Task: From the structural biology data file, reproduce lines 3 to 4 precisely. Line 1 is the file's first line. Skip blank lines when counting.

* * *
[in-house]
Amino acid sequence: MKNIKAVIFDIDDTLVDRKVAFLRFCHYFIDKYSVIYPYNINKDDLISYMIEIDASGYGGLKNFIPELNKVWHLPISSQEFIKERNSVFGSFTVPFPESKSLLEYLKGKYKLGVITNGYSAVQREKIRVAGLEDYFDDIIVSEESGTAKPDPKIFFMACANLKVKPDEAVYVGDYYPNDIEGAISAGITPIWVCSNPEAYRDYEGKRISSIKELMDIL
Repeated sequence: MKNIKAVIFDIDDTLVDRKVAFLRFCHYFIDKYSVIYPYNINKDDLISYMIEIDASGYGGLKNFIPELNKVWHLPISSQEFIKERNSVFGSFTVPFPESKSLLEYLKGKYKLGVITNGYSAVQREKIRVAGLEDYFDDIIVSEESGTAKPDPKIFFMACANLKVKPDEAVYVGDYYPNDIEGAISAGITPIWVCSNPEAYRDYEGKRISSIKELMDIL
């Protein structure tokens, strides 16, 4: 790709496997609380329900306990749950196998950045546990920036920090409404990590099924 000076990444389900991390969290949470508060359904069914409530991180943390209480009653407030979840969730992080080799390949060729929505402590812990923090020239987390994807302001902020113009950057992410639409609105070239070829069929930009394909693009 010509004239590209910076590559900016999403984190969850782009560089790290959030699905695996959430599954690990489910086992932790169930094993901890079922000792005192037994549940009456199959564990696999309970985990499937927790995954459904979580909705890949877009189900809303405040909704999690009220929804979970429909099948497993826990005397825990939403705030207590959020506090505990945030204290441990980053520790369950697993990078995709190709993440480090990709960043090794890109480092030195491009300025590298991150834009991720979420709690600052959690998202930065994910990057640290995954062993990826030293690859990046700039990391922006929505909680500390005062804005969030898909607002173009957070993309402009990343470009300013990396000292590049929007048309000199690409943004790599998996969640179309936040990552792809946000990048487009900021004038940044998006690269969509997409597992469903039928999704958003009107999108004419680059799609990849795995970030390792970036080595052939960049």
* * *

Repeated sequence: MKNIKAVIFDIDDTLVDRKVAFLRFCHYFIDKYSVIYPYNINKDDLISYMIEIDASGYGGLKNFIPELNKVWHLPISSQEFIKERNSVFGSFTVPFPESKSLLEYLKGKYKLGVITNGYSAVQREKIRVAGLEDYFDDIIVSEESGTAKPDPKIFFMACANLKVKPDEAVYVGDYYPNDIEGAISAGITPIWVCSNPEAYRDYEGKRISSIKELMDIL
């Protein structure tokens, strides 16, 4: 790709496997609380329900306990749950196998950045546990920036920090409404990590099924 000076990444389900991390969290949470508060359904069914409530991180943390209480009653407030979840969730992080080799390949060729929505402590812990923090020239987390994807302001902020113009950057992410639409609105070239070829069929930009394909693009 010509004239590209910076590559900016999403984190969850782009560089790290959030699905695996959430599954690990489910086992932790169930094993901890079922000792005192037994549940009456199959564990696999309970985990499937927790995954459904979580909705890949877009189900809303405040909704999690009220929804979970429909099948497993826990005397825990939403705030207590959020506090505990945030204290441990980053520790369950697993990078995709190709993440480090990709960043090794890109480092030195491009300025590298991150834009991720979420709690600052959690998202930065994910990057640290995954062993990826030293690859990046700039990391922006929505909680500390005062804005969030898909607002173009957070993309402009990343470009300013990396000292590049929007048309000199690409943004790599998996969640179309936040990552792809946000990048487009900021004038940044998006690269969509997409597992469903039928999704958003009107999108004419680059799609990849795995970030390792970036080595052939960049």